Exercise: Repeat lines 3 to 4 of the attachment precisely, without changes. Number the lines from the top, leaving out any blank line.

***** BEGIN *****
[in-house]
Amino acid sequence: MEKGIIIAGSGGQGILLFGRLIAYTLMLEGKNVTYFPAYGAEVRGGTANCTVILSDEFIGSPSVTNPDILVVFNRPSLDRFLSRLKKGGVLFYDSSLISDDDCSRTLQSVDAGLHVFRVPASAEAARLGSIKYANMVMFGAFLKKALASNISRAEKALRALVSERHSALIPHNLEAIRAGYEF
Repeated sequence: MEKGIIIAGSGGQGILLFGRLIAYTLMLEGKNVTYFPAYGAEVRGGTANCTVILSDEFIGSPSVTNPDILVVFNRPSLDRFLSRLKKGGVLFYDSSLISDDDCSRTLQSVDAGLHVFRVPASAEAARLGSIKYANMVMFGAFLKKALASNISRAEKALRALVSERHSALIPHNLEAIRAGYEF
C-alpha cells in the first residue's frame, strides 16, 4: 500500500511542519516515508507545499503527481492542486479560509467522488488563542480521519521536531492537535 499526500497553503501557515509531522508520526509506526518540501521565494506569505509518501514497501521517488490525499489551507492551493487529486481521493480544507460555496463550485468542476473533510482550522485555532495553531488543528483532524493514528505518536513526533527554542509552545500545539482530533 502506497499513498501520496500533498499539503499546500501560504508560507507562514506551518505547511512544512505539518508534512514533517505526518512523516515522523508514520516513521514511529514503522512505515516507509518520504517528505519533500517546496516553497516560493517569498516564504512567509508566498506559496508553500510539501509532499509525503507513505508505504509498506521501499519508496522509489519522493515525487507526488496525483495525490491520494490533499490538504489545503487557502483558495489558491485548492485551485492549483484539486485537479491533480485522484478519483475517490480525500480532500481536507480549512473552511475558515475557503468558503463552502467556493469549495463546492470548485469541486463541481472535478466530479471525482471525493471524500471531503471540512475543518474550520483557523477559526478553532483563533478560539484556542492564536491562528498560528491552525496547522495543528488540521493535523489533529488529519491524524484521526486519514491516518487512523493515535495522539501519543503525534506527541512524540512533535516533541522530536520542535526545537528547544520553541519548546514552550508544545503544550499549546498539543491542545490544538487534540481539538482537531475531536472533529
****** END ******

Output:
Repeated sequence: MEKGIIIAGSGGQGILLFGRLIAYTLMLEGKNVTYFPAYGAEVRGGTANCTVILSDEFIGSPSVTNPDILVVFNRPSLDRFLSRLKKGGVLFYDSSLISDDDCSRTLQSVDAGLHVFRVPASAEAARLGSIKYANMVMFGAFLKKALASNISRAEKALRALVSERHSALIPHNLEAIRAGYEF
C-alpha cells in the first residue's frame, strides 16, 4: 500500500511542519516515508507545499503527481492542486479560509467522488488563542480521519521536531492537535 499526500497553503501557515509531522508520526509506526518540501521565494506569505509518501514497501521517488490525499489551507492551493487529486481521493480544507460555496463550485468542476473533510482550522485555532495553531488543528483532524493514528505518536513526533527554542509552545500545539482530533 502506497499513498501520496500533498499539503499546500501560504508560507507562514506551518505547511512544512505539518508534512514533517505526518512523516515522523508514520516513521514511529514503522512505515516507509518520504517528505519533500517546496516553497516560493517569498516564504512567509508566498506559496508553500510539501509532499509525503507513505508505504509498506521501499519508496522509489519522493515525487507526488496525483495525490491520494490533499490538504489545503487557502483558495489558491485548492485551485492549483484539486485537479491533480485522484478519483475517490480525500480532500481536507480549512473552511475558515475557503468558503463552502467556493469549495463546492470548485469541486463541481472535478466530479471525482471525493471524500471531503471540512475543518474550520483557523477559526478553532483563533478560539484556542492564536491562528498560528491552525496547522495543528488540521493535523489533529488529519491524524484521526486519514491516518487512523493515535495522539501519543503525534506527541512524540512533535516533541522530536520542535526545537528547544520553541519548546514552550508544545503544550499549546498539543491542545490544538487534540481539538482537531475531536472533529